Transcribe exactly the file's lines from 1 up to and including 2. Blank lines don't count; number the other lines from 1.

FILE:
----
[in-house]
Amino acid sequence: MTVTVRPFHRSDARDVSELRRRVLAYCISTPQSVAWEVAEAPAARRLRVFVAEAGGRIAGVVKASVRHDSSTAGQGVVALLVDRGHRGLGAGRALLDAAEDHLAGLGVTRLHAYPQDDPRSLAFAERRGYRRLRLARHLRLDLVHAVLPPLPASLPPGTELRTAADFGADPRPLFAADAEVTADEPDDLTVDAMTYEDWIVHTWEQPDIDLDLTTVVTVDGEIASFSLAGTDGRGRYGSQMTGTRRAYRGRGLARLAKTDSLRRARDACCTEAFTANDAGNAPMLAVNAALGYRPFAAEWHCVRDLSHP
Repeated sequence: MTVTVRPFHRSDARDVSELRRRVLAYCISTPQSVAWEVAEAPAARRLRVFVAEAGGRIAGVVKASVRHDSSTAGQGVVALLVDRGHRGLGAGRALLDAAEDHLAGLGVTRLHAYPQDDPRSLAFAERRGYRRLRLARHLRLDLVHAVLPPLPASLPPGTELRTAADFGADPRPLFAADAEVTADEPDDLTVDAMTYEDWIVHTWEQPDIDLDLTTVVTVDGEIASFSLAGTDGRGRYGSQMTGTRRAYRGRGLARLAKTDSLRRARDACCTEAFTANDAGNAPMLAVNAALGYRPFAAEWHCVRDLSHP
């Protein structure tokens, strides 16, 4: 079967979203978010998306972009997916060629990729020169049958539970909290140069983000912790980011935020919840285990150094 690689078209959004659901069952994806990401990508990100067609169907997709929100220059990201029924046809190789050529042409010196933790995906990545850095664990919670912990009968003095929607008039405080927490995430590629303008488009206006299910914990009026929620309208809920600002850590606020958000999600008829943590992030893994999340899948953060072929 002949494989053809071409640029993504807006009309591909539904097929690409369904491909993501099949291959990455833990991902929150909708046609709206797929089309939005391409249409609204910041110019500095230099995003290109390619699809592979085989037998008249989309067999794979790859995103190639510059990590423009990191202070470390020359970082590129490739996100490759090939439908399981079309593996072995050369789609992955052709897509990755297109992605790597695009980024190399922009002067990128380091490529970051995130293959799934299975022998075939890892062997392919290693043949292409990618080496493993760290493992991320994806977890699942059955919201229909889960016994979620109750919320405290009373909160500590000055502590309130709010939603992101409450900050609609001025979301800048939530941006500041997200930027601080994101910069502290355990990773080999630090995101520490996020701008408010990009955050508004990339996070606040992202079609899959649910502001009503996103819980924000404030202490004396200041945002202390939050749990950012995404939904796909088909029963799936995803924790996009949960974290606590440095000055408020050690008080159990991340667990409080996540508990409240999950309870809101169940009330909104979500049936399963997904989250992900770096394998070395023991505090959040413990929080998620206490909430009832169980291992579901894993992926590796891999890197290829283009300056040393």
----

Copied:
[in-house]
Amino acid sequence: MTVTVRPFHRSDARDVSELRRRVLAYCISTPQSVAWEVAEAPAARRLRVFVAEAGGRIAGVVKASVRHDSSTAGQGVVALLVDRGHRGLGAGRALLDAAEDHLAGLGVTRLHAYPQDDPRSLAFAERRGYRRLRLARHLRLDLVHAVLPPLPASLPPGTELRTAADFGADPRPLFAADAEVTADEPDDLTVDAMTYEDWIVHTWEQPDIDLDLTTVVTVDGEIASFSLAGTDGRGRYGSQMTGTRRAYRGRGLARLAKTDSLRRARDACCTEAFTANDAGNAPMLAVNAALGYRPFAAEWHCVRDLSHP